The way that product influences consumer behavior is through consumer willingness to pay, and consumer preferences. This means that even if a company were to have a long history of products in the market, consumers will still pick a cheaper product over the company in question's product if it means they will pay less for something that is very similar. This is due to consumer willingness to pay, or their willingness to part with the money they have earned. The product also influences consumer behavior through customer preferences. For example, take Pepsi vs Coca-Cola, a Pepsi-drinker is less likely to purchase Coca-Cola, even if it is cheaper and more convenient. This is due to the preference of the consumer, and no matter how hard the opposing company tries they will not be able to force the customer to change their mind.

Product placement in the modern era has little influence on consumer behavior, due to the availability of goods online. If a customer can purchase a good from the comfort of their home instead of purchasing in-store, then the placement of products is not going to influence their purchase decision.[14]

In management[edit]

Behavior outside of psychology includes


In management, behaviors are associated with desired or undesired focuses. Managers generally note what the desired outcome is, but behavioral patterns can take over. These patterns are the reference to how often the desired behavior actually occurs. Before a behavior actually occurs, antecedents focus on the stimuli that influence the behavior that is about to happen. After the behavior occurs, consequences fall into place. Consequences consist of rewards or punishments.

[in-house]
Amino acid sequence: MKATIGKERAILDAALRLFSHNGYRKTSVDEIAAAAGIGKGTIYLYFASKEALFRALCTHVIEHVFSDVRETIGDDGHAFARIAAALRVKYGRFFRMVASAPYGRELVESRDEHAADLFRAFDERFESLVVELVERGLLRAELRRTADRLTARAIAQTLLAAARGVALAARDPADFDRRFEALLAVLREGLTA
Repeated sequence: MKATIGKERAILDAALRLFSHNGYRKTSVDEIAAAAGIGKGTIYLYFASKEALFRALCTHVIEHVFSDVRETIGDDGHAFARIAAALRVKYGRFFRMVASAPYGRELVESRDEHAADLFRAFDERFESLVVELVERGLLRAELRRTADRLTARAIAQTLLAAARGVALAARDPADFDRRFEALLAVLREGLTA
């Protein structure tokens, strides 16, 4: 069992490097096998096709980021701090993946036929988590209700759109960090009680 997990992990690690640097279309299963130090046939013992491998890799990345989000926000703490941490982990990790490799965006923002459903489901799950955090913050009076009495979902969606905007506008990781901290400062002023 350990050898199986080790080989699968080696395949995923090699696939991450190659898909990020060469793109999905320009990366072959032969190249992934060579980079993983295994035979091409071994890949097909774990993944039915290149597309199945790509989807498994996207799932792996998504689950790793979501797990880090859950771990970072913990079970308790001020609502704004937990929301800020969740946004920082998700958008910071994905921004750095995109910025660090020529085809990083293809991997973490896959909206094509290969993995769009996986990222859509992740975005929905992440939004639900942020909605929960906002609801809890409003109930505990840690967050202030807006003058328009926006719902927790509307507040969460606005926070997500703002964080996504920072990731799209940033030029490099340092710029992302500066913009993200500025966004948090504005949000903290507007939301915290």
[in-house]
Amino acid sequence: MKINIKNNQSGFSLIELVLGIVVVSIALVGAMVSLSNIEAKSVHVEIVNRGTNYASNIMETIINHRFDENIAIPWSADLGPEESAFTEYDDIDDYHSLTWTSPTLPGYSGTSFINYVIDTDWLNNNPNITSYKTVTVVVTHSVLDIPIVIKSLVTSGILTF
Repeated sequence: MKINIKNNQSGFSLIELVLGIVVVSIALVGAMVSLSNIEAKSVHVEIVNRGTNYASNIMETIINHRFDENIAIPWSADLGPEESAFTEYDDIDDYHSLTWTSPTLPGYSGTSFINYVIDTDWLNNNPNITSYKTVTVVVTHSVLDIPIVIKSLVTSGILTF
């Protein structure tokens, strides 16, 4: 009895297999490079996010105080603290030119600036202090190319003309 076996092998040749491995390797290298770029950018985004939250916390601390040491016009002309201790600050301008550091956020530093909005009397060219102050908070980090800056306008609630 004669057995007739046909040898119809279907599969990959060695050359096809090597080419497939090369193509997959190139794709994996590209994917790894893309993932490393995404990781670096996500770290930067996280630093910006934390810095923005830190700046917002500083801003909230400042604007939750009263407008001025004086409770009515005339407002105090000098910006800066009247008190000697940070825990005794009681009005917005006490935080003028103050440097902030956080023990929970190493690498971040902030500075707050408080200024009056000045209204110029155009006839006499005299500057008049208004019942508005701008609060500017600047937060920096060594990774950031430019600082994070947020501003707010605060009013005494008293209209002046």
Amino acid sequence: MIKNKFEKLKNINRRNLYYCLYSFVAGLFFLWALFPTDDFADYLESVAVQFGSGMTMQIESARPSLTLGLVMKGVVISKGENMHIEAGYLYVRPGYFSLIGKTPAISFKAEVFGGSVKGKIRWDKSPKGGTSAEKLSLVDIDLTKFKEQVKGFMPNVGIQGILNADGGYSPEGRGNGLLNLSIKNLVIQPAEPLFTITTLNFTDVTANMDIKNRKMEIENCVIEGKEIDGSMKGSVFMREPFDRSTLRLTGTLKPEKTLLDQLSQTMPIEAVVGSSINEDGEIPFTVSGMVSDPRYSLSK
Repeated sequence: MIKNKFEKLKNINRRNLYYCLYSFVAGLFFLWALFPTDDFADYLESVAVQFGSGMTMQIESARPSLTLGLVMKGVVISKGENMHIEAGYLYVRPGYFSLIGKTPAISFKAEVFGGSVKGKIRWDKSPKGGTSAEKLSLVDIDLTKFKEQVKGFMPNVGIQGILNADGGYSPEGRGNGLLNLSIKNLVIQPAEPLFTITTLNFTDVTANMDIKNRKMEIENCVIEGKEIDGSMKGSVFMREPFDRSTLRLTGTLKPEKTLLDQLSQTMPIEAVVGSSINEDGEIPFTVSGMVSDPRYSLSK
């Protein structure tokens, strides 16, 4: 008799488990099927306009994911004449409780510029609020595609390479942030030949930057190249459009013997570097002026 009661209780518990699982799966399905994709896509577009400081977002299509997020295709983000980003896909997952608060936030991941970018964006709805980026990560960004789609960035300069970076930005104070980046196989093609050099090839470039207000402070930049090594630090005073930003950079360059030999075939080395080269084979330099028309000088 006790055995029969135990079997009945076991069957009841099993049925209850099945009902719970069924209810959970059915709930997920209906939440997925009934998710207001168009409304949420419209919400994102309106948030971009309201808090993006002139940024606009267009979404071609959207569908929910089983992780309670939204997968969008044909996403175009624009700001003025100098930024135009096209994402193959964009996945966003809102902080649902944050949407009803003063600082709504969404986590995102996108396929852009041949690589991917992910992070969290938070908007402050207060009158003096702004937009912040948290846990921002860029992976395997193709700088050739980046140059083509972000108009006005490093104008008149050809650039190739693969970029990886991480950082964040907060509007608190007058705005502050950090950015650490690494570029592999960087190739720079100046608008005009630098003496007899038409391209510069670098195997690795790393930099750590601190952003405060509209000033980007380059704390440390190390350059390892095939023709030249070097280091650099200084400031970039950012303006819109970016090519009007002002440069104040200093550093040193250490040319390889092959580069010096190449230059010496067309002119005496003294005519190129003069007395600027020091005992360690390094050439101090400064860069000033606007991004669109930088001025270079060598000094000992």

Social behavior[edit]

Social behavior is behavior among two or more organisms within the same species, and encompasses any behavior in which one member affects the other. This is due to an interaction among those members. Social behavior can be seen as similar to an exchange of goods, with the expectation that when one gives, one will receive the same. This behavior can be affected by both the qualities of the individual and the environmental (situational) factors. Therefore, social behavior arises as a result of an interaction between the two—the organism and its environment. This means that, in regards to humans, social behavior can be determined by both the individual characteristics of the person, and the situation they are in.